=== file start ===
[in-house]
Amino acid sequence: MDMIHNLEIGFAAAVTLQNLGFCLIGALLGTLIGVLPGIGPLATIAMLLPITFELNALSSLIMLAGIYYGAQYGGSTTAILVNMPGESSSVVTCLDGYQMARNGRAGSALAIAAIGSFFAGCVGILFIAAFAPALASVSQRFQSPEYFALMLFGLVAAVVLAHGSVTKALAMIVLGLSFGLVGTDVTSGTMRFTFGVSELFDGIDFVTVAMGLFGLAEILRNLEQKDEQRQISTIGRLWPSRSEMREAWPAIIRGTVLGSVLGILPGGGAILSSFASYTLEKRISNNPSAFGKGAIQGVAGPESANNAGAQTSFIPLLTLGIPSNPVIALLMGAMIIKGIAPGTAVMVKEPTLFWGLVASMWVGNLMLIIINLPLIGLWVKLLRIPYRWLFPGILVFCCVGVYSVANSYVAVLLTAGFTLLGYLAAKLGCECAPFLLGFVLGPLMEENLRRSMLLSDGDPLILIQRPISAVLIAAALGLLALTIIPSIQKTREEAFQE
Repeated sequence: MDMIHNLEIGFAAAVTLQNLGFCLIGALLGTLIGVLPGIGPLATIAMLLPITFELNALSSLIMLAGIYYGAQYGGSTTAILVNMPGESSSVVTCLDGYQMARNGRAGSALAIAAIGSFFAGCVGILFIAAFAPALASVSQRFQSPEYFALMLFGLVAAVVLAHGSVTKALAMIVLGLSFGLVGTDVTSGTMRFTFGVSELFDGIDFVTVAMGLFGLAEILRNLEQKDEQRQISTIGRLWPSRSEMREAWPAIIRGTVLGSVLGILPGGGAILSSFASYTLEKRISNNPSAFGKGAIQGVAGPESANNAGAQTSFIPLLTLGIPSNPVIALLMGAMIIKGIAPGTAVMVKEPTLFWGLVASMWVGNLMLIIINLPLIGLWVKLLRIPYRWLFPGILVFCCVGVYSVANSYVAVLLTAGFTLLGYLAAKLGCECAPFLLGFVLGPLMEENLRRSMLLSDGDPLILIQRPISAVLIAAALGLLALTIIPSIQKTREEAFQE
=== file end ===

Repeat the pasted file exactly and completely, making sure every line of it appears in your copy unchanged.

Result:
[in-house]
Amino acid sequence: MDMIHNLEIGFAAAVTLQNLGFCLIGALLGTLIGVLPGIGPLATIAMLLPITFELNALSSLIMLAGIYYGAQYGGSTTAILVNMPGESSSVVTCLDGYQMARNGRAGSALAIAAIGSFFAGCVGILFIAAFAPALASVSQRFQSPEYFALMLFGLVAAVVLAHGSVTKALAMIVLGLSFGLVGTDVTSGTMRFTFGVSELFDGIDFVTVAMGLFGLAEILRNLEQKDEQRQISTIGRLWPSRSEMREAWPAIIRGTVLGSVLGILPGGGAILSSFASYTLEKRISNNPSAFGKGAIQGVAGPESANNAGAQTSFIPLLTLGIPSNPVIALLMGAMIIKGIAPGTAVMVKEPTLFWGLVASMWVGNLMLIIINLPLIGLWVKLLRIPYRWLFPGILVFCCVGVYSVANSYVAVLLTAGFTLLGYLAAKLGCECAPFLLGFVLGPLMEENLRRSMLLSDGDPLILIQRPISAVLIAAALGLLALTIIPSIQKTREEAFQE
Repeated sequence: MDMIHNLEIGFAAAVTLQNLGFCLIGALLGTLIGVLPGIGPLATIAMLLPITFELNALSSLIMLAGIYYGAQYGGSTTAILVNMPGESSSVVTCLDGYQMARNGRAGSALAIAAIGSFFAGCVGILFIAAFAPALASVSQRFQSPEYFALMLFGLVAAVVLAHGSVTKALAMIVLGLSFGLVGTDVTSGTMRFTFGVSELFDGIDFVTVAMGLFGLAEILRNLEQKDEQRQISTIGRLWPSRSEMREAWPAIIRGTVLGSVLGILPGGGAILSSFASYTLEKRISNNPSAFGKGAIQGVAGPESANNAGAQTSFIPLLTLGIPSNPVIALLMGAMIIKGIAPGTAVMVKEPTLFWGLVASMWVGNLMLIIINLPLIGLWVKLLRIPYRWLFPGILVFCCVGVYSVANSYVAVLLTAGFTLLGYLAAKLGCECAPFLLGFVLGPLMEENLRRSMLLSDGDPLILIQRPISAVLIAAALGLLALTIIPSIQKTREEAFQE